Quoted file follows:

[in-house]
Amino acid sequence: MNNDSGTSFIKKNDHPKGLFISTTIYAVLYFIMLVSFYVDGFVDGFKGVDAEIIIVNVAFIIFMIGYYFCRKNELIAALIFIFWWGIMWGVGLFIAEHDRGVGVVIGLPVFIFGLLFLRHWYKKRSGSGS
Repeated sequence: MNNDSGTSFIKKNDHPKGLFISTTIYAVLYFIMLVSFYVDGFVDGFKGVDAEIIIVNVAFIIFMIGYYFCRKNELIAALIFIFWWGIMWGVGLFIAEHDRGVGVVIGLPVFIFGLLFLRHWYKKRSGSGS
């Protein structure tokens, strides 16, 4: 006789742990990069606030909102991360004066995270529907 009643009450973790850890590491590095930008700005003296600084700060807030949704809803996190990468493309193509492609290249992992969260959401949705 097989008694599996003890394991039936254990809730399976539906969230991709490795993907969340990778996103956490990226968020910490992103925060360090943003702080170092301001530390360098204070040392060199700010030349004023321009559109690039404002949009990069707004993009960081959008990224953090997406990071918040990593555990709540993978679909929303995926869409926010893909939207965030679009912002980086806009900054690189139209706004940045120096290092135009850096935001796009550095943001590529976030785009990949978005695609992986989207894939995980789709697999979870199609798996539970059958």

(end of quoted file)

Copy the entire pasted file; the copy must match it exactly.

[in-house]
Amino acid sequence: MNNDSGTSFIKKNDHPKGLFISTTIYAVLYFIMLVSFYVDGFVDGFKGVDAEIIIVNVAFIIFMIGYYFCRKNELIAALIFIFWWGIMWGVGLFIAEHDRGVGVVIGLPVFIFGLLFLRHWYKKRSGSGS
Repeated sequence: MNNDSGTSFIKKNDHPKGLFISTTIYAVLYFIMLVSFYVDGFVDGFKGVDAEIIIVNVAFIIFMIGYYFCRKNELIAALIFIFWWGIMWGVGLFIAEHDRGVGVVIGLPVFIFGLLFLRHWYKKRSGSGS
């Protein structure tokens, strides 16, 4: 006789742990990069606030909102991360004066995270529907 009643009450973790850890590491590095930008700005003296600084700060807030949704809803996190990468493309193509492609290249992992969260959401949705 097989008694599996003890394991039936254990809730399976539906969230991709490795993907969340990778996103956490990226968020910490992103925060360090943003702080170092301001530390360098204070040392060199700010030349004023321009559109690039404002949009990069707004993009960081959008990224953090997406990071918040990593555990709540993978679909929303995926869409926010893909939207965030679009912002980086806009900054690189139209706004940045120096290092135009850096935001796009550095943001590529976030785009990949978005695609992986989207894939995980789709697999979870199609798996539970059958």